• creating and deploying the tokens on the Ethereum blockchain;
  • creating promotional “white papers” for the token offerings;
  • creating and managing websites to promote the token offerings;
  • advising regarding the structure of the token offerings;
  • booking a booth for marketing the offering at an event;
  • introducing the issuers to crypto-asset trading platforms to “list” the tokens for public trading; and
  • introducing the issuers of the tokens to an online forum that announced the launch of the tokens.

The OSC Panel found that the promotional services provided by CoinLaunch, taken together, constituted acts in furtherance of a trade in the tokens, though it noted that each service, considered individually, may not necessarily be an act in furtherance of a trade:

We want to emphasize that while we are satisfied that this marketing program constituted acts in furtherance of trades in these tokens, we do not intend to convey that each activity in isolation would necessarily constitute such an act. Together, however, they were instrumental and central aspects of the investor solicitation activities for these security tokens and constitute acts in furtherance of trades in such tokens.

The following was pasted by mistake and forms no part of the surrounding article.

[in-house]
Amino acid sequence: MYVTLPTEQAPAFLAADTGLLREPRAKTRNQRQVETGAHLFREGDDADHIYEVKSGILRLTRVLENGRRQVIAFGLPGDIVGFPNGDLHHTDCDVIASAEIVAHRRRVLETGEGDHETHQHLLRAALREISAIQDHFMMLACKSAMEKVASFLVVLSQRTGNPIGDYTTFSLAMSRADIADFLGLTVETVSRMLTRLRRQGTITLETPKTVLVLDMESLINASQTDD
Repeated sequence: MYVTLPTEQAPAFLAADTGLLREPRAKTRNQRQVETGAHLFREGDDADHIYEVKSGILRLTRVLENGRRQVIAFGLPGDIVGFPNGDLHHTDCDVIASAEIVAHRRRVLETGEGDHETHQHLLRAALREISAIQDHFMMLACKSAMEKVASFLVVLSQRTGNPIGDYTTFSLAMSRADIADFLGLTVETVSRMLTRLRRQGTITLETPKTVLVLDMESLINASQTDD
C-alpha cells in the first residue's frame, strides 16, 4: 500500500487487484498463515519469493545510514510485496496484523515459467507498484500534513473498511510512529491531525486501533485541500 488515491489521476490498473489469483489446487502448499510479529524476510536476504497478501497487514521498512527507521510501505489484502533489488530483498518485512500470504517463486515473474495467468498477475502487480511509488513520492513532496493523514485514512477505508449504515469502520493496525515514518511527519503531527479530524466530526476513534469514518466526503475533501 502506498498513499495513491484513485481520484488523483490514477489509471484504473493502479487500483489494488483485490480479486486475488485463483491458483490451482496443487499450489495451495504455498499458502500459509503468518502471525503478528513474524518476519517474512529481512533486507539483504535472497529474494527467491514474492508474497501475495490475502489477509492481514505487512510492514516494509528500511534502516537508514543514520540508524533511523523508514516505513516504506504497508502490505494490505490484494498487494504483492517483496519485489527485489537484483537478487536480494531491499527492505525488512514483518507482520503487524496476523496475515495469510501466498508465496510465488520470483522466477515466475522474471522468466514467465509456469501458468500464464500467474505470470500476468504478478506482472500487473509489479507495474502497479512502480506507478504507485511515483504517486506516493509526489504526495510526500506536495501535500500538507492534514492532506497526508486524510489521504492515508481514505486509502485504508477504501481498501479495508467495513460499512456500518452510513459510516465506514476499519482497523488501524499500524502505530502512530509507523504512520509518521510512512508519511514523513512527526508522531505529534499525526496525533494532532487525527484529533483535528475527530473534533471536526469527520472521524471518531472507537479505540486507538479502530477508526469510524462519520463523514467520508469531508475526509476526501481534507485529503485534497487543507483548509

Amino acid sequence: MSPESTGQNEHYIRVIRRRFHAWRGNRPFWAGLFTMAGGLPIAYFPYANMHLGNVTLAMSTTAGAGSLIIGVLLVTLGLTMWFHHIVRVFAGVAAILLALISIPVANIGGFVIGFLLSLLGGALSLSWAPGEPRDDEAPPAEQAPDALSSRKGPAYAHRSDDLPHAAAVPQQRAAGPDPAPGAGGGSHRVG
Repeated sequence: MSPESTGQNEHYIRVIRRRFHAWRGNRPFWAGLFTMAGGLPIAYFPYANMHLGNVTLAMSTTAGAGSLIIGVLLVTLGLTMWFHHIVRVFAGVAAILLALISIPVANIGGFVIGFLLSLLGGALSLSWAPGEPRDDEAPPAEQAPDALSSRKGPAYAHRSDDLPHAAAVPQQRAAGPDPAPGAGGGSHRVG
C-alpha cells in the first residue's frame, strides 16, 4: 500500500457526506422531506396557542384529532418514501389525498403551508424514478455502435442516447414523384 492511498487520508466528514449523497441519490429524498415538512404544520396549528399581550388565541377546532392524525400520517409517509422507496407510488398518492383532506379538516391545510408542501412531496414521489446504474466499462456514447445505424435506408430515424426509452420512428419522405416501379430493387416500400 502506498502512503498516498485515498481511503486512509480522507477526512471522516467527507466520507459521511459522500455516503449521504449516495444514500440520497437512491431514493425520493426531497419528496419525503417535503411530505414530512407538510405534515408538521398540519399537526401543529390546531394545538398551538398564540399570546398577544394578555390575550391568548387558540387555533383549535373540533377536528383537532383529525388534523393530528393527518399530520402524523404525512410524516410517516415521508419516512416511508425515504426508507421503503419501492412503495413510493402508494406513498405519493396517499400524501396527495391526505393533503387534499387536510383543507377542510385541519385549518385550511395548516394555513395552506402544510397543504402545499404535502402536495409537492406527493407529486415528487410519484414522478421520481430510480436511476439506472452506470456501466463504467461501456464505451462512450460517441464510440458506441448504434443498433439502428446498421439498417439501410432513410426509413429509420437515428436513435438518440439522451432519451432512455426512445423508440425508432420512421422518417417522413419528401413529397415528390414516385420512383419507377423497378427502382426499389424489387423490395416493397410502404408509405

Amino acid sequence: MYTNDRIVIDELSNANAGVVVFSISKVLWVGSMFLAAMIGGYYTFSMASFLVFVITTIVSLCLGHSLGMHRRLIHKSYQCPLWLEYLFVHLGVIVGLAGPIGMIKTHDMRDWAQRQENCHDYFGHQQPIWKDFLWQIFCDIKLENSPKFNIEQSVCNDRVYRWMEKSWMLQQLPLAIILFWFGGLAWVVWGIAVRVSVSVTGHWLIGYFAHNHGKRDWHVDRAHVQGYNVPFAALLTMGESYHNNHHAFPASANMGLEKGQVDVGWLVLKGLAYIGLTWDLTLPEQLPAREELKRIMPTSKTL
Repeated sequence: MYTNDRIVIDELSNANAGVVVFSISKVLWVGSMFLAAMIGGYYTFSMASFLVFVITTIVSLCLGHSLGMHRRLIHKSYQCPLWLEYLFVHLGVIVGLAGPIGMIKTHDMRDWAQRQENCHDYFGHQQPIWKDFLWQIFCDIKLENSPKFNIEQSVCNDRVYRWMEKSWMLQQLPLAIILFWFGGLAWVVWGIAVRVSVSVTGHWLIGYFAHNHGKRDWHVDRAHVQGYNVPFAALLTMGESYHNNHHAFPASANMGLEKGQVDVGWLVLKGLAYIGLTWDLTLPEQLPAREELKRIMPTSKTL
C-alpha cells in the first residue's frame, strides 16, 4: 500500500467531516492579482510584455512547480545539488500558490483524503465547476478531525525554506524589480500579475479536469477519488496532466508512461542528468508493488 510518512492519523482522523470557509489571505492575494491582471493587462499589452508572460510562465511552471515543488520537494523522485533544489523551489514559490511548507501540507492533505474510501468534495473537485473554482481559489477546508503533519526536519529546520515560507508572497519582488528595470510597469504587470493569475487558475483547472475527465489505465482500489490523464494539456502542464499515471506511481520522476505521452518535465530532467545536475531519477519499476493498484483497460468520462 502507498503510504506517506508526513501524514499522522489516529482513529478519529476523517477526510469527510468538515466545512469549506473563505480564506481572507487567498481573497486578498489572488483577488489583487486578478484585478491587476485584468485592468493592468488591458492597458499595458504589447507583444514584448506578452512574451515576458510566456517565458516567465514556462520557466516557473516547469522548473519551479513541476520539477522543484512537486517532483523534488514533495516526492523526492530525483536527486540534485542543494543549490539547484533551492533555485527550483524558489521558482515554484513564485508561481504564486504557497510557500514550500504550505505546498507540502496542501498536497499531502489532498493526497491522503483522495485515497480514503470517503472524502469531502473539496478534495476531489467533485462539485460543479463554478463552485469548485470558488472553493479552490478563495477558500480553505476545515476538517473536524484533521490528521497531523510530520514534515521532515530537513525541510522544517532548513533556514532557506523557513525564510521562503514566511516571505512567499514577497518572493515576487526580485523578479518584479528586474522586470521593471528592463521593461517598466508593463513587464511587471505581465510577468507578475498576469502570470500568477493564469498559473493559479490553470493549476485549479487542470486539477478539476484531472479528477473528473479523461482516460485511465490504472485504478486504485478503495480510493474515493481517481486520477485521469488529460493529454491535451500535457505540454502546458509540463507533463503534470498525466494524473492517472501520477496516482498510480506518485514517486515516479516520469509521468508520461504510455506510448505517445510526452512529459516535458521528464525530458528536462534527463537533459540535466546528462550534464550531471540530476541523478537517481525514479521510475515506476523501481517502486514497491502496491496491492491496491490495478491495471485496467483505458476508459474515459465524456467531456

In addition to the sanctions under the settlement, CoinLaunch’s CEO undertook to delete the private keys of the tokens received by CoinLaunch as compensation, effectively rendering the tokens inaccessible and valueless. The CEO also undertook not to become or act as a director of any company engaged in or holding itself as engaging in the business of trading in securities without registration (or an exemption) under Ontario securities law.

According to the decision, prior to the OSC’s investigation, CoinLaunch’s principals did not understand that the company needed to be registered under Ontario securities law and only became aware of the registration requirements as a result of the investigation. As well, CoinLaunch co-operated with the investigation and took certain remedial steps, including taking down web sites promoting the tokens, ceasing its “crypto consulting” business and taking steps to wind up the company.